Monday, 2 May 2016

Ezekiel's Vision

I think much if not all of it may have happened already. And the Bible records the history. In Ezra. Nehemiah. Esther. It was phenomenal!

Remember Ezekiel was describing a vision, which included symbols, and he was writing in the apocalyptic genre - unlike Moses who wrote in prose and whose instructions for the construction of the tabernacle were therefore taken literally by the builders. But Ezekiel's description of his vision was never understood as instruction for builders to take literally. Not then. Not now.

Moses gave plain instruction. Ezekiel described a vision. Ezekiel's purpose was to lift the courage of Jews in captivity. To strengthen their hands. The superlative imagery was to cause their spirits to soar against the winds of adversity from Israel's enemies. And it worked! I think we really underestimate the magnitude of what was achieved by Israel's resettlement and rebuilding of their land, city and temple. We also tend to overlook what God also did among the nations and among the Jews' enemies at that time. It was second only to the Exodus in magnitude!

If Ezekiel's vision was instead about our future, then the Jews of his time were mistaken in thinking it was meant to encourage their repatriation to their land, mistaken in thinking his prophecy authorised the rebuilding of their Temple.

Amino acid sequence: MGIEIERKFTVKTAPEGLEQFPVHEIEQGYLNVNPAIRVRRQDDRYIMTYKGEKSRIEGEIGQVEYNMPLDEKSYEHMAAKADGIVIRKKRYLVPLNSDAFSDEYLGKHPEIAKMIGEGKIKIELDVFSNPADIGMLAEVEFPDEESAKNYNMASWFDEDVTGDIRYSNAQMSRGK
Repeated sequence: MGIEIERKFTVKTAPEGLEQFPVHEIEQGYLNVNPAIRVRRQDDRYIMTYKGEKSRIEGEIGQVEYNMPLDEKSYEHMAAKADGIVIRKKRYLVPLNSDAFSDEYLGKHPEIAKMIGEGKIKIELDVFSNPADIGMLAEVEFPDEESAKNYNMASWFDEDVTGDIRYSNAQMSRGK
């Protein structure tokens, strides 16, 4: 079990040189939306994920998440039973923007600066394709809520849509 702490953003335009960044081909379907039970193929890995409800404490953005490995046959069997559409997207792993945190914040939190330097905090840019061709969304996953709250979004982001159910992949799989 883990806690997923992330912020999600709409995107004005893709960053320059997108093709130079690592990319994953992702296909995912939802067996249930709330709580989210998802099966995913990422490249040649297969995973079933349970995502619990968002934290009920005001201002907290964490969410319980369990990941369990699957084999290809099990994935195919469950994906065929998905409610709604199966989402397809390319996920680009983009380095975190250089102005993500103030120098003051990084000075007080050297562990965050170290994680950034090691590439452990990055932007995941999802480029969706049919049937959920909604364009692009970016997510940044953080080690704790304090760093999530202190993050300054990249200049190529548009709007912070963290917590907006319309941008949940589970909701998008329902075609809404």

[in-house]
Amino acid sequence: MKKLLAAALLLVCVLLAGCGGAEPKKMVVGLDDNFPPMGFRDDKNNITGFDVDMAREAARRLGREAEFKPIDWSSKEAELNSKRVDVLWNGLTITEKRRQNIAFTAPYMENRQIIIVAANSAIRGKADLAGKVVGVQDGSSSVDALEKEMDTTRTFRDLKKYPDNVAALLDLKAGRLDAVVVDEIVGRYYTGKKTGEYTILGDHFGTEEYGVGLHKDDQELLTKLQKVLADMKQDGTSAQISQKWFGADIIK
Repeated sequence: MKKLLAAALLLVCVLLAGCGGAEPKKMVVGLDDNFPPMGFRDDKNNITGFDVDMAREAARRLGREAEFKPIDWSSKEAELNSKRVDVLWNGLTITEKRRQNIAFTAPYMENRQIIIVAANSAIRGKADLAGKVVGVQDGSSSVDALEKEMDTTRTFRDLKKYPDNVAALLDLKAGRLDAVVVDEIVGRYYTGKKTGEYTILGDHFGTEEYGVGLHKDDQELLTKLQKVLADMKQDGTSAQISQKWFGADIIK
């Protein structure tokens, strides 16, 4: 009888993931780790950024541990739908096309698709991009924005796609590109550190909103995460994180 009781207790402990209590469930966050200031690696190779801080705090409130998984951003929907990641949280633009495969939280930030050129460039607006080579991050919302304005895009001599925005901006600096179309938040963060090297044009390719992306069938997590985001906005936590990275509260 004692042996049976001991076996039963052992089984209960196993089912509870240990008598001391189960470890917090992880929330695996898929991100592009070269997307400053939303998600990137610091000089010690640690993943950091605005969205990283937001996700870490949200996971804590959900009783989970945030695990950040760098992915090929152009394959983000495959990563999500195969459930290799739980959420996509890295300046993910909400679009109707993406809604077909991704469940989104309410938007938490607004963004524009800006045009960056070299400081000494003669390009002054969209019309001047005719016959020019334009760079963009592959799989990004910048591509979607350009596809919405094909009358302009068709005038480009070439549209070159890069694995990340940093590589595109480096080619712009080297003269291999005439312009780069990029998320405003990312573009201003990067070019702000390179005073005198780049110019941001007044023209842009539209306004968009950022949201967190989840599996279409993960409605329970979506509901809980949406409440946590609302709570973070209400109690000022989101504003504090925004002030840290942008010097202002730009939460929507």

It would mean God had nothing much at all to say to them, at that crucial phase in their nation's history when they most needed a word from God.

In fact, it would have been misleading. For Ezekiel to prophesy things which sounded like what they most needed to hear, when they most needed to hear it, and yet it had nothing at all to do with them there then.

And most importantly, if it's still future, then Jesus was too early in history to be Messiah (because Messianic prophecies described Messiah coming to Israel in circumstances where the temple had to be already in existence and the Levitical system already functioning again). Our faith would be in vain.

It would imply the necessity of a return to Judaism in future - and yet the rug has been pulled on the possibility of that happening legitimately. So if it's future, even Orthodox Judaism is a vain hope.

It would make the word of God a failure. And that would mean both Christianity and Judaism are just air-castles with no undeniable foundation in Scripture or history.

I'm sure there's still more to Ezekiel's prophecy than we've discussed so far. Some future, spiritual and eternal implications, perhaps. But I do think it's most likely that most of his physical, Levitical, geographical predictions  have seen their fulfilment already. And that historical fact forms a foundation for our faith and for anything else God has planned for the future.

That's the Apostles' doctrine, I think.

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